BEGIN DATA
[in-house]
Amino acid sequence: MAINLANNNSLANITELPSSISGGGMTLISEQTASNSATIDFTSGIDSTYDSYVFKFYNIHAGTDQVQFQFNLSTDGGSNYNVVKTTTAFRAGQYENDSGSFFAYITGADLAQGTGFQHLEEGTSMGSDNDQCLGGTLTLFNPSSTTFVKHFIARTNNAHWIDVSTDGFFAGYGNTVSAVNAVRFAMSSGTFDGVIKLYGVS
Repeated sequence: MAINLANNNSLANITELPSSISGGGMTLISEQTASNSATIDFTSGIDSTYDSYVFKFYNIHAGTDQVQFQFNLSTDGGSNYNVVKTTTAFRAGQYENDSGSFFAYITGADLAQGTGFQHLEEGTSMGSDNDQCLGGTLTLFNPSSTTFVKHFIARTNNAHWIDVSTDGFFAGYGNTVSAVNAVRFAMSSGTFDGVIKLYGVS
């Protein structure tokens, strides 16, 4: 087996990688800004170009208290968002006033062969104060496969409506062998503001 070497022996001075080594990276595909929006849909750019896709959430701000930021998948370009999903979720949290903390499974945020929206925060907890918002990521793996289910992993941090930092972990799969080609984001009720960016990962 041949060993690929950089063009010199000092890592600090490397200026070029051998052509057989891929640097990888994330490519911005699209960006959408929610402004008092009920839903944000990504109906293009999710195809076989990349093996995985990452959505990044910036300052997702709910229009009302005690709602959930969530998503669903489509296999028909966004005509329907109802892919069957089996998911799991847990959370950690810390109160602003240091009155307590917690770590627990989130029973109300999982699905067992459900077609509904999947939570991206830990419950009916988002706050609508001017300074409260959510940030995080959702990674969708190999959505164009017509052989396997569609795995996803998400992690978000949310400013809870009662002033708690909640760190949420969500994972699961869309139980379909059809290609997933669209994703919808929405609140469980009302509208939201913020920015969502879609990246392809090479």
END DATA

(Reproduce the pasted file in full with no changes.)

[in-house]
Amino acid sequence: MAINLANNNSLANITELPSSISGGGMTLISEQTASNSATIDFTSGIDSTYDSYVFKFYNIHAGTDQVQFQFNLSTDGGSNYNVVKTTTAFRAGQYENDSGSFFAYITGADLAQGTGFQHLEEGTSMGSDNDQCLGGTLTLFNPSSTTFVKHFIARTNNAHWIDVSTDGFFAGYGNTVSAVNAVRFAMSSGTFDGVIKLYGVS
Repeated sequence: MAINLANNNSLANITELPSSISGGGMTLISEQTASNSATIDFTSGIDSTYDSYVFKFYNIHAGTDQVQFQFNLSTDGGSNYNVVKTTTAFRAGQYENDSGSFFAYITGADLAQGTGFQHLEEGTSMGSDNDQCLGGTLTLFNPSSTTFVKHFIARTNNAHWIDVSTDGFFAGYGNTVSAVNAVRFAMSSGTFDGVIKLYGVS
């Protein structure tokens, strides 16, 4: 087996990688800004170009208290968002006033062969104060496969409506062998503001 070497022996001075080594990276595909929006849909750019896709959430701000930021998948370009999903979720949290903390499974945020929206925060907890918002990521793996289910992993941090930092972990799969080609984001009720960016990962 041949060993690929950089063009010199000092890592600090490397200026070029051998052509057989891929640097990888994330490519911005699209960006959408929610402004008092009920839903944000990504109906293009999710195809076989990349093996995985990452959505990044910036300052997702709910229009009302005690709602959930969530998503669903489509296999028909966004005509329907109802892919069957089996998911799991847990959370950690810390109160602003240091009155307590917690770590627990989130029973109300999982699905067992459900077609509904999947939570991206830990419950009916988002706050609508001017300074409260959510940030995080959702990674969708190999959505164009017509052989396997569609795995996803998400992690978000949310400013809870009662002033708690909640760190949420969500994972699961869309139980379909059809290609997933669209994703919808929405609140469980009302509208939201913020920015969502879609990246392809090479």